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Better Than No Loaf: Medicaid Planning Using "Half a Loaf" Strategies

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Home » Better Than No Loaf: Medicaid Planning Using "Half a Loaf" Strategies

Better Than No Loaf: Medicaid Planning Using "Half a Loaf" Strategies

November 3, 2021
Geoff Hoatson

While it is preferable to conduct long-term care planning well in advance of needing care, if you haven’t planned ahead, there are some strategies available to avoid spending all your assets. Three so-called "half a loaf" approaches allow a Medicaid applicant to give away some assets while still qualifying for Medicaid.

In order to be eligible for Medicaid benefits a nursing home resident may have no more than $2,000 in "countable" assets (the figure may be somewhat higher in some states) in addition to the home, and the resident cannot have recently transferred assets. (A spouse living at home may keep more.)

Congress has imposed a penalty on people who transfer assets without receiving fair value in return. This penalty is a period of time during which the person transferring the assets will be ineligible for Medicaid. The penalty period does not begin until the person making the transfer has (1) moved to a nursing home, (2) spent down to the asset limit for Medicaid eligibility, (3) applied for Medicaid coverage, and (4) been approved for coverage but for the transfer.

If a Medicaid applicant has excess assets, he or she must spend down those assets in order to qualify for Medicaid. However, Medicaid applicants who want to preserve some assets have a few options:

  • Gift and cure. The nursing home resident transfers all of his or her funds to the resident’s children (or other family members) and applies for Medicaid, receiving a long ineligibility period. After the Medicaid application has been filed, the children return half the transferred funds, thus “curing” half of the ineligibility period and giving the nursing home resident the funds he or she needs to pay for care until the remaining penalty period expires.
  • Promissory note. The nursing home resident gives half of his or her funds to the resident’s children (or other family members) and lends them the other half under a promissory note that meets certain requirements in the Medicaid law. The resident uses monthly repayments of the loan, along with his or her income, to pay nursing home costs during the penalty period.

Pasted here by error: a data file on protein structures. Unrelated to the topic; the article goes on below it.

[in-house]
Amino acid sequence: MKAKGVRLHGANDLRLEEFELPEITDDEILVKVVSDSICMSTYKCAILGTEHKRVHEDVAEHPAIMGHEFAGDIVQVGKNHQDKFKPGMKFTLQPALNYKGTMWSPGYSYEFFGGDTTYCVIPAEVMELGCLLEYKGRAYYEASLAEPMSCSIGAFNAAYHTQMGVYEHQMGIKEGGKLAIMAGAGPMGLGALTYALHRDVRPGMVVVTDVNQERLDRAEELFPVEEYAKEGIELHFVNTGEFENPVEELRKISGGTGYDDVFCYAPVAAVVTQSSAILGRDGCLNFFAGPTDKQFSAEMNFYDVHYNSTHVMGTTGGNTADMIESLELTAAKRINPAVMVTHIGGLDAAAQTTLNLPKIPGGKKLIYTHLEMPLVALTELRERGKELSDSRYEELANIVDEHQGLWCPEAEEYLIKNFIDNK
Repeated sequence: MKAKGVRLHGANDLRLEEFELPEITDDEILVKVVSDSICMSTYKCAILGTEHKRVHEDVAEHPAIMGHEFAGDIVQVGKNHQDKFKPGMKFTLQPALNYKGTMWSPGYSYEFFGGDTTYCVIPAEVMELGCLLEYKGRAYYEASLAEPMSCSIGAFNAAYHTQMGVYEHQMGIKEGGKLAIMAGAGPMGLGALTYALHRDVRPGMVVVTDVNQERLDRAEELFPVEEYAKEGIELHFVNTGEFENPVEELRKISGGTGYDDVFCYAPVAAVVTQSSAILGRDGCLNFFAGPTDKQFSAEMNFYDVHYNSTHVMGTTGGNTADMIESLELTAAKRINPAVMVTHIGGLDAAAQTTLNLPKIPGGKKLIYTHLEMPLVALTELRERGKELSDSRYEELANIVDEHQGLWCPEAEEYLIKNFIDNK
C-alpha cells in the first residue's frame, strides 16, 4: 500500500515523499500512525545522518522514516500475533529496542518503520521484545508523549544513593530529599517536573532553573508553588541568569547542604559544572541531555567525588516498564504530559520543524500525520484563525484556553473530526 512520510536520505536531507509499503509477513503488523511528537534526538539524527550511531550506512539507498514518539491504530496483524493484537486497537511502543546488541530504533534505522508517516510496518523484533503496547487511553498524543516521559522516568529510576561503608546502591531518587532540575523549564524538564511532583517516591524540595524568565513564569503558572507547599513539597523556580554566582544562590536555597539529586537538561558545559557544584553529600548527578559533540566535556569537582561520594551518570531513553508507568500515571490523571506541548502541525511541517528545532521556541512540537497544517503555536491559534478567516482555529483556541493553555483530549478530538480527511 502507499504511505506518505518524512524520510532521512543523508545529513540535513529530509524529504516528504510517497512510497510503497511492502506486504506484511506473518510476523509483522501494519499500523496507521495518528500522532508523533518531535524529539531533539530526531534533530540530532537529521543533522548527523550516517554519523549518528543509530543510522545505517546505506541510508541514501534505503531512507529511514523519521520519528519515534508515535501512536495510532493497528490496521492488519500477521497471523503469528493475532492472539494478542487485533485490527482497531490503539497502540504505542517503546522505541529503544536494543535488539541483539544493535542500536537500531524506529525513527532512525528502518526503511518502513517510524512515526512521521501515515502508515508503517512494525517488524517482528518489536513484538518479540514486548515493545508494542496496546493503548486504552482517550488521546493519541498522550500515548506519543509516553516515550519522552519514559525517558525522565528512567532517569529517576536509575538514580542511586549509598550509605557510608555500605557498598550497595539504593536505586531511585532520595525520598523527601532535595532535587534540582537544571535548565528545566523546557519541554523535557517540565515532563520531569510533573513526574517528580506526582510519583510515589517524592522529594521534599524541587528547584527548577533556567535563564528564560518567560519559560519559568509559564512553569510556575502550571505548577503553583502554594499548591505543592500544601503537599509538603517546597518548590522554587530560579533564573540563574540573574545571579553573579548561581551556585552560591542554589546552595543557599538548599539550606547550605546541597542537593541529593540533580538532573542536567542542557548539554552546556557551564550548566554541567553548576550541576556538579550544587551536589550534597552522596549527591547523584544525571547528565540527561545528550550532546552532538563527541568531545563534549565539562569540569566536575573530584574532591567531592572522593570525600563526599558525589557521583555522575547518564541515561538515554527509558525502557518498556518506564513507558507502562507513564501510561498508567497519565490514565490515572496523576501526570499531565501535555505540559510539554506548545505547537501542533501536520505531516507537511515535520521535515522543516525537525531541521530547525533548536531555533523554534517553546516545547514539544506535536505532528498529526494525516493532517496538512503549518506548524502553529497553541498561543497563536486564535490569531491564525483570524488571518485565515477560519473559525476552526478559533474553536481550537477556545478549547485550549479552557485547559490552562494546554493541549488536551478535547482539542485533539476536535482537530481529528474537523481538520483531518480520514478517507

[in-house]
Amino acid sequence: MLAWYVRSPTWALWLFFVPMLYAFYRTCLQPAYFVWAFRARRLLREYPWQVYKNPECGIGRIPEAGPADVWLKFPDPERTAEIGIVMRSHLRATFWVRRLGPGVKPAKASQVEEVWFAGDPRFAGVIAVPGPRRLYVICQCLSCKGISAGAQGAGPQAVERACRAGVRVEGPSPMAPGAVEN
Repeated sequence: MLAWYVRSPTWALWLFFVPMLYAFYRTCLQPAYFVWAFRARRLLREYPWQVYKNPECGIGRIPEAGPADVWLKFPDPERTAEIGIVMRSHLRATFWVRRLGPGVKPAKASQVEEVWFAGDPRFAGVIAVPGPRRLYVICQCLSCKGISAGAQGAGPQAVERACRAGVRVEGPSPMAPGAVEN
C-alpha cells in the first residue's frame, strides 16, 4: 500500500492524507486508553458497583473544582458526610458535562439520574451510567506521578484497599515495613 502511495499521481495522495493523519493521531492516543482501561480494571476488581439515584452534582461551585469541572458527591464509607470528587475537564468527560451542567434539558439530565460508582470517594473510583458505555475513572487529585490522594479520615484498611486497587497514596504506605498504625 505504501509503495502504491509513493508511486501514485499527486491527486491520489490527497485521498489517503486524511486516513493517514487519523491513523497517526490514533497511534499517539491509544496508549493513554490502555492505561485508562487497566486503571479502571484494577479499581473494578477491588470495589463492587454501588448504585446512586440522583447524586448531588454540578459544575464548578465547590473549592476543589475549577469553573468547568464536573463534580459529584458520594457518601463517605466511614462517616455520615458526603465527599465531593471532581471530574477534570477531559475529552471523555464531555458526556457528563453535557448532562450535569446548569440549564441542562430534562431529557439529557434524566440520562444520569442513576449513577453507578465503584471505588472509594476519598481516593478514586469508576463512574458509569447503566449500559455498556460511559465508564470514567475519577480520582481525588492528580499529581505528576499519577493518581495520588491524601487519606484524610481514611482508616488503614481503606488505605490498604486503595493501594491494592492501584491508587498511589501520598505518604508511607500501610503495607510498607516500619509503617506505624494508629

• Annuity. The nursing home resident gives half of his or her funds to the resident’s children (or other family members) and uses the remaining assets to buy an immediate annuity. In most states the purchase of an annuity is not considered a transfer that would make the purchaser ineligible for Medicaid. Income from the annuity can be used to help pay for long-term care during the Medicaid penalty period that results from the transfer. In such cases, the annuity is usually short-term, just long enough to cover the penalty period.

These strategies may not work in every state and none of them should be attempted without the help of an attorney whose practice includes Medicaid planning. Give our office a call today at (407) 574-8125 to discover what strategies are available to you and your loved ones.

Copyright © 2022. Family First Firm – Medicaid & Elder Law Attorneys. All rights reserved.
The information in this blog post (“post”) is provided for general informational purposes only and may not reflect the current law in your jurisdiction. No information in this post should be construed as legal advice from the individual author or the law firm, nor is it intended to be a substitute for legal counsel on any subject matter. No reader of this post should act or refrain from acting based on any information included in or accessible through this post without seeking the appropriate legal or other professional advice on the particular facts and circumstances at issue from a lawyer licensed in the recipient’s state, country, or other appropriate licensing jurisdiction.
Family First Firm – Medicaid & Elder Law Attorneys
(407) 574-8125
https://familyfirstfirm.com
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